My only criticism here is made On behalf of caring dads everywhere. I know of no clear scientific evidence that Dad cannot be just as effective at this. The ‘absence of evidence’ does not constitute any ‘evidence that there’s an absence’ of an equivalent sensitive parenting effect regardless of parent gender. Socio-politically, then, ‘boy’ do we have a problem.  Safe, caring, devoted, nurturant dads are not seen as equally important in Ontario family courts, for example (according to expert interviews contained in:  CBC, on Fathering Change: So let judges hear also with their hearts. And when sound science has something to offer, whatever it may say, let them read.

Now, as we all know, there’s no upside without SOME downside. Enter co-dysregulation, But I’ll leave that to those who wish to link-out to the following. (Reed, Barnard & Butler, 2015; ). While huge and complex models of co-regulation exist, from neuro-chemical ones up to  multi-person groups, the graphic below, by yours truly, simply tracks the progress of the key child-parent process. We take over, little by little, from our parents, in a wedge-wise increase of emotional self-regulation. The line can wobble with life events. It’s okay to let a child be temporarily younger with you when under stress. The same even goes for adult partners. We all deserve to (consciously) take the child role and be protected and nurtured for a while by our partner — but we have to be prepared to reverse that, when he or she needs the same, some time. Gods willing, both of you never need TOO much of it at the same time. (Didn’t we used to have extended families for that?) -KM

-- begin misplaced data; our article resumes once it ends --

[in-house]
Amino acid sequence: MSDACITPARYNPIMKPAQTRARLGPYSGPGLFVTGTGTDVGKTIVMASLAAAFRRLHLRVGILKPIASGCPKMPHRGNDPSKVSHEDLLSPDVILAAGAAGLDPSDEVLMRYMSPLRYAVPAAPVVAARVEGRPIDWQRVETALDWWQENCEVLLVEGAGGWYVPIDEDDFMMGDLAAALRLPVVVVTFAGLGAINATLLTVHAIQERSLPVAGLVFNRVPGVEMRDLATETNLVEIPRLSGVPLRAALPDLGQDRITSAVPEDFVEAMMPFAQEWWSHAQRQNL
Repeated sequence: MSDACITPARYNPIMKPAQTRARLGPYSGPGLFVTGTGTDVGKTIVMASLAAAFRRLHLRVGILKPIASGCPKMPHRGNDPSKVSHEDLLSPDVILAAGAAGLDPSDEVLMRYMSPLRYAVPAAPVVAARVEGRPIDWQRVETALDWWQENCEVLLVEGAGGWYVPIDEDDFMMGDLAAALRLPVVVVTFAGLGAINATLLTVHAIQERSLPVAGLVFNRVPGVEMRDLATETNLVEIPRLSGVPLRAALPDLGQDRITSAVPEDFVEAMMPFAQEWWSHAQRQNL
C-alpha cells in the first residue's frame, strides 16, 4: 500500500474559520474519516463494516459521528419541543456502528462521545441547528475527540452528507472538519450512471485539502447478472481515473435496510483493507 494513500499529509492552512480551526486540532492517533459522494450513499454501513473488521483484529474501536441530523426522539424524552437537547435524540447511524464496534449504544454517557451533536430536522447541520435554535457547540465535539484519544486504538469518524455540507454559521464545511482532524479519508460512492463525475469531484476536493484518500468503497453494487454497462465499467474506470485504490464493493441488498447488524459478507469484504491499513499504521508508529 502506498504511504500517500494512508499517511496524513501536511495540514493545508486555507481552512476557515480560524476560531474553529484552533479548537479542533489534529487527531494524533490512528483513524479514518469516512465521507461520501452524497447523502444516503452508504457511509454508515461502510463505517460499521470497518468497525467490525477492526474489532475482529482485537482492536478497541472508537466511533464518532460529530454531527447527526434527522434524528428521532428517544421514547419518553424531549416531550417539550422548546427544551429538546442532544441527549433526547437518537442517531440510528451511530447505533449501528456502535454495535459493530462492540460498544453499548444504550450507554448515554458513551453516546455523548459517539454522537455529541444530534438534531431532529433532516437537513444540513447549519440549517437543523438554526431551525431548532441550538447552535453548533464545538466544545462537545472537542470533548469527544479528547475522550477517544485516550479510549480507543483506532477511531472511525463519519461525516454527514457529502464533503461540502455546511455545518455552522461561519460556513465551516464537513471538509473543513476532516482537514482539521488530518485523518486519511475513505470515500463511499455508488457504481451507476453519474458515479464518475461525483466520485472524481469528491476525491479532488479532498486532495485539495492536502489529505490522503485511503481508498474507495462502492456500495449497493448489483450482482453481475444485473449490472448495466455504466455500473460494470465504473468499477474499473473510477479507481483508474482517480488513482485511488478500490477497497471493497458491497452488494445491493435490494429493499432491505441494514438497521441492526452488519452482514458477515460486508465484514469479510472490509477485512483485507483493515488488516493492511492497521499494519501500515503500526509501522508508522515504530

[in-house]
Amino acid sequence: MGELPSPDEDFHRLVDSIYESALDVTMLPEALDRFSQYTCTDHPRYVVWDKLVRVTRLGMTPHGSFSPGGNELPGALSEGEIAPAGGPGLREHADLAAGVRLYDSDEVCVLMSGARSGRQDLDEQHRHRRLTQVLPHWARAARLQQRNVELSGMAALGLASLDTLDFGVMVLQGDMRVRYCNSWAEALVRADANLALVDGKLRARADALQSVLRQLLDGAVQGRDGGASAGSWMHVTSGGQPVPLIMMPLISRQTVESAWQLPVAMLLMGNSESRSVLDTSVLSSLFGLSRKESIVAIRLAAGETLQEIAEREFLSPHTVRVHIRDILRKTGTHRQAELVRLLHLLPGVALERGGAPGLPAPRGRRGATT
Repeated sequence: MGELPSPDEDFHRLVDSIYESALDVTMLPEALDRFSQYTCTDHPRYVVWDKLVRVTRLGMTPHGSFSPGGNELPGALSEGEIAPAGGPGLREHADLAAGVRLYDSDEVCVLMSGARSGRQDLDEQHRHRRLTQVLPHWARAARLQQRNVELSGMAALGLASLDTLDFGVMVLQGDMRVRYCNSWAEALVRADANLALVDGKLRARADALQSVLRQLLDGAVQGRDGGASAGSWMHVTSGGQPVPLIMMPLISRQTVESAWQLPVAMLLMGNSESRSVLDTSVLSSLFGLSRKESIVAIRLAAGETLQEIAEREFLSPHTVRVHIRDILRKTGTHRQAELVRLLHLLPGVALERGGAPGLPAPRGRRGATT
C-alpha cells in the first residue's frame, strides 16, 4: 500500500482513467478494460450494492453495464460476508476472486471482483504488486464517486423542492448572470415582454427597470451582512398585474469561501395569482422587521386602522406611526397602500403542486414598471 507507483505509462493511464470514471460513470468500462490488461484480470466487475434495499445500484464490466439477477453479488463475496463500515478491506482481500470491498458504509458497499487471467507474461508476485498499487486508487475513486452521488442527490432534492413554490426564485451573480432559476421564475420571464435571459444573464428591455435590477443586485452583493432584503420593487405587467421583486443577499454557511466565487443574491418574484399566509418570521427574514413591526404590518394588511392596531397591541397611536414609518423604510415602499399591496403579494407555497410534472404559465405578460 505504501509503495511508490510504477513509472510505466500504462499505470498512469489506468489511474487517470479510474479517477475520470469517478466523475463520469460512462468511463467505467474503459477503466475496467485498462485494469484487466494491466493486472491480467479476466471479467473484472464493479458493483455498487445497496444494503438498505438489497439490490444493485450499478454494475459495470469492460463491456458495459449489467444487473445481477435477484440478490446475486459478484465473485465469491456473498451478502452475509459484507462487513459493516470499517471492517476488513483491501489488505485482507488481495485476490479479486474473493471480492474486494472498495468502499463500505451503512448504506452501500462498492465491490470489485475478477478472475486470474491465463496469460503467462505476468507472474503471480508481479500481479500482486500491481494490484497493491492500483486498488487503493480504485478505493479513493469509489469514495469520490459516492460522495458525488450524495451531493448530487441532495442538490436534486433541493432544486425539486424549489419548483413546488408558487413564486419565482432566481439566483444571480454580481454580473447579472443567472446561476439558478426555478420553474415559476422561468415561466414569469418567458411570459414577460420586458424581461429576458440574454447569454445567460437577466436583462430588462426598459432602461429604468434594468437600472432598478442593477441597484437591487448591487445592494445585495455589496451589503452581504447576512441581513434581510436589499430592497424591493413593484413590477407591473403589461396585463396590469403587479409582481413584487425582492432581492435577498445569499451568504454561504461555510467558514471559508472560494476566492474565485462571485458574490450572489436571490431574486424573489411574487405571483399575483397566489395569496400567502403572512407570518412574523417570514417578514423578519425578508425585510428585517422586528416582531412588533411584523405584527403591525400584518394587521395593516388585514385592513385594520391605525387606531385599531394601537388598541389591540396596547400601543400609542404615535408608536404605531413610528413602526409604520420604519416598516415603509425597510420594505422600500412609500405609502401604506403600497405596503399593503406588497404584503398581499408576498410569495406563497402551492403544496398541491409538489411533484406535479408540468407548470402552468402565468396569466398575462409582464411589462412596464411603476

Parent-Child_Co-Regulation_Across_the Growning_Years



If you missed our lawn table event, but you are enrolled with an Ontario physician, contact Beaches Family Practice to request a 5 minute baseline test by Psychology is